Similarly, there was much talk about the peace feeler codenamed “Pennsylvania” in which McNamara had effectively acted in place of Secretary of State Dean Rusk. There the blinder was that the approach to Hanoi was about peace talks themselves, not about starting negotiations. As the actual Vietnam peace talks would demonstrate there was a big gap between the sides when it came to a settlement. McNamara had telescoped from opening talks to peace in Vietnam.
For all his rigidities and dualities—not just on Vietnam but in everything in which he participated—Robert S. McNamara at least sought to understand what had happened and his role in key events of the time. And he felt remorse, which is more than can be said for some of his contemporaries. Moreover, Robert McNamara accepted the criticisms heaped upon him without flinching. For these things he deserves some credit.
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Sam Leland - 7/15/2009
First, there exists evidence that contrasts that of Porter's findings and conclusions. There are a number of recordings between LBJ and McNamara that reflect the president demonstrating an aggressive stance towards taking action in Vietnam while McNamara expresses caution but is ultimately overruled. The Gulf of Tonkin incident is too complicated and confusing a situation to draw any solid conclusions about what actually happened. In particular, it's hard to call McNamara as strong a term as "war criminal" based on his actions involving an incident with faulty intelligence. See Errol Morris's "The Fog of War" for an alternative explanation.
Secondly, the idea of McNamara as a war criminal isn't what we're debating. Like I said in my first post, by no means am I providing an alibi for the man and what he did. McNamara made mistakes, and many Americans died because of those mistakes. But for us to simply look back on his legacy and blame him for Vietnam is irrational and backwards. Instead, it is our duty as citizens to educate ourselves about the misdoings of the past and take measures to ensure that those same misdoings do not occur again. I would ask you to revisit Bob Herbert's column to better understand the perspective against which I debate.
Arnold Shcherban - 7/15/2009
First, read recent article "Gareth Porter: Robert McNamara deceived LBJ on Gulf of Tonkin, documents show" on HNN pages.
Secondly, by "minister of defense" I
meant - in McNamara's case - US Secretary of Defense (which in some other NATO countries corresponds to Minister of Defense.)
And, yes, I meant that no high US or NATO governmental official has ever been held accountable for war crimes or crimes against humanity over the Cold War time period or after (in sharp difference with some such officials in the governments considered the US or NATO block's adversaries). If you can name one, I'll publicly apologize.
Sam Leland - 7/15/2009
I would be interested to know what "US archival documents" you're talking about.
When was McNamara ever the US/NATO countries "minister of defense"? Are you referring to the position of Chairman of the NATO Military Committee? If so, McNamara never held that position.
If you're claiming that he was not a war criminal because he held a high government office, look at the plethora of government officials that had been indicted for war crimes in the 20th Century.
Arnold Shcherban - 7/10/2009
<he appears as a downright criminal.>
According to the US archival documents he was a war criminal - fair and square, at least he would have been pronounced as such, if he were not the US/NATO countries minister of defense.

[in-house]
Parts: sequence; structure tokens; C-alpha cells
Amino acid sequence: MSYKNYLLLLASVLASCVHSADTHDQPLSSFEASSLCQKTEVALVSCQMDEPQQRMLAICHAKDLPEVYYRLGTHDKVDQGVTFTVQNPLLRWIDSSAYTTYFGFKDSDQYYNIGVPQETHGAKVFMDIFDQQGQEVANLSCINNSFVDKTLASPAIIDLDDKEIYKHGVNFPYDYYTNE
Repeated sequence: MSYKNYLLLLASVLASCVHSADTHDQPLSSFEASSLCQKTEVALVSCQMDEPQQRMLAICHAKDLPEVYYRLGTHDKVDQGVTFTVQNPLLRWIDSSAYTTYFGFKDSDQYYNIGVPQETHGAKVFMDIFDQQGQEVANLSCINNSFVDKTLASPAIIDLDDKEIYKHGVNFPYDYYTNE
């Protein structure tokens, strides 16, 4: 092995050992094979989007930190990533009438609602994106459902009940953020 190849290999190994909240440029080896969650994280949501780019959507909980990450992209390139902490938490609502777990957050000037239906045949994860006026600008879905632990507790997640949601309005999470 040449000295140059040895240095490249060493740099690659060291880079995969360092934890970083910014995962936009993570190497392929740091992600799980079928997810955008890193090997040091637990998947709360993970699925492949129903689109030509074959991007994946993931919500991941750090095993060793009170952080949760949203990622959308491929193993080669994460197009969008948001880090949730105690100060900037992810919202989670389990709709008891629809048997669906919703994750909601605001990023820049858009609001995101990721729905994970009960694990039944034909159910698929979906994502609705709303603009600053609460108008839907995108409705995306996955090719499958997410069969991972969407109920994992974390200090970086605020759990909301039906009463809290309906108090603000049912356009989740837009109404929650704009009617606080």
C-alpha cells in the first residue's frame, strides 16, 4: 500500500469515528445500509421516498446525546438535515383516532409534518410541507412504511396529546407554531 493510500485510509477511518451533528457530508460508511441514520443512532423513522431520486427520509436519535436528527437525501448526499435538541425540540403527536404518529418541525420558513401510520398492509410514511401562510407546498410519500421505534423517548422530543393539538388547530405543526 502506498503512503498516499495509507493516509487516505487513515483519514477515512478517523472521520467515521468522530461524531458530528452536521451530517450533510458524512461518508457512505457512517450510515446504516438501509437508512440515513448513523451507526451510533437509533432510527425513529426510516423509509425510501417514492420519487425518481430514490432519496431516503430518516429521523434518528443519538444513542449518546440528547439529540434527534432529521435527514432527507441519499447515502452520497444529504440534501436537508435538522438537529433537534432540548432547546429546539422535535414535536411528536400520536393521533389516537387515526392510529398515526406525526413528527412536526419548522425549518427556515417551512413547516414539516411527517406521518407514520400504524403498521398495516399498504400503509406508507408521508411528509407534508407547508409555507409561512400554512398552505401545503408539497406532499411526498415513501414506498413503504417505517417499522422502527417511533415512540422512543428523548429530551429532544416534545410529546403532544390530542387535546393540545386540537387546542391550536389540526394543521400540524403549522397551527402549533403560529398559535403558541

Sam Leland - 7/7/2009
I must say that your column on Mr. McNamara demonstrates a far more balanced and insightful perspective than that of Bob Herbert's article in The New York Times.
While I sympathize with Mr. Herbert's passionate feelings derived from a generation plagued by an unnecessary and taxing war (as well as appreciating his service in the military), I disagree with his vehemently one-sided view of Mr. McNamara as a cunning, arrogant, and ultimately evil figure. While he made a number of mistakes during his tenure as Secretary of Defense, as you write, he "at least sought to understand what had happened and his role in key events at the time," and also "felt remorse, which is more than can be said for some of his contemporaries." There was not just one single man responsible for the conflict in Vietnam- it was a collaboration of different political powers. Yet in an unforgiving world, Mr. McNamara took the rare courage to state that his course had not been the right one.
I would argue that now, at his passing, it is meaningless and ignorant to simply blast a man who was covered in guilt for the latter half of his life. Following the war, Mr. McNamara famously emerged saying that he was “wrong, terribly wrong” about Vietnam. Mr. Herbert, who expresses "nothing but utter contempt for his concession," fails to grasp the fact that McNamara was, in essence, a human being. Human beings make mistakes, and more often than not, never admit those mistakes were made. McNamara’s willingness to admit he was wrong is both admirable and respectable, and in no way does he deserve to be unfairly vilified and shamed upon his passing.
I think the real tragedy is that, even with the Vietnam chapter serving as a warning, we have invaded a foreign country that is, by all standards, foreign to us. We went into Iraq with the hopes of installing freedom and democracy to an unknown society, and the result has been more seemingly unnecessary loss. Why wasn’t the era of Vietnam examined more closely before the decision to go in March 2003? Why didn’t the administration look at the mistakes that Mr. McNamara openly admitted he made, and conclude that there was no positive future for a war in Iraq?
By no means am I creating an alibi for Mr. McNamara. Rather, I am criticizing the polarizing bias within Mr. Herbert’s column that fails to do justice to the legacy of one of the most controversial figures of the 20th century. In Mr. Herbert’s column, McNamara is not even painted as being controversial- he appears as a downright criminal. If we are to progress as a society and as individuals, we must examine the mistakes of the past and learn from them rather than thrust the blame on one man.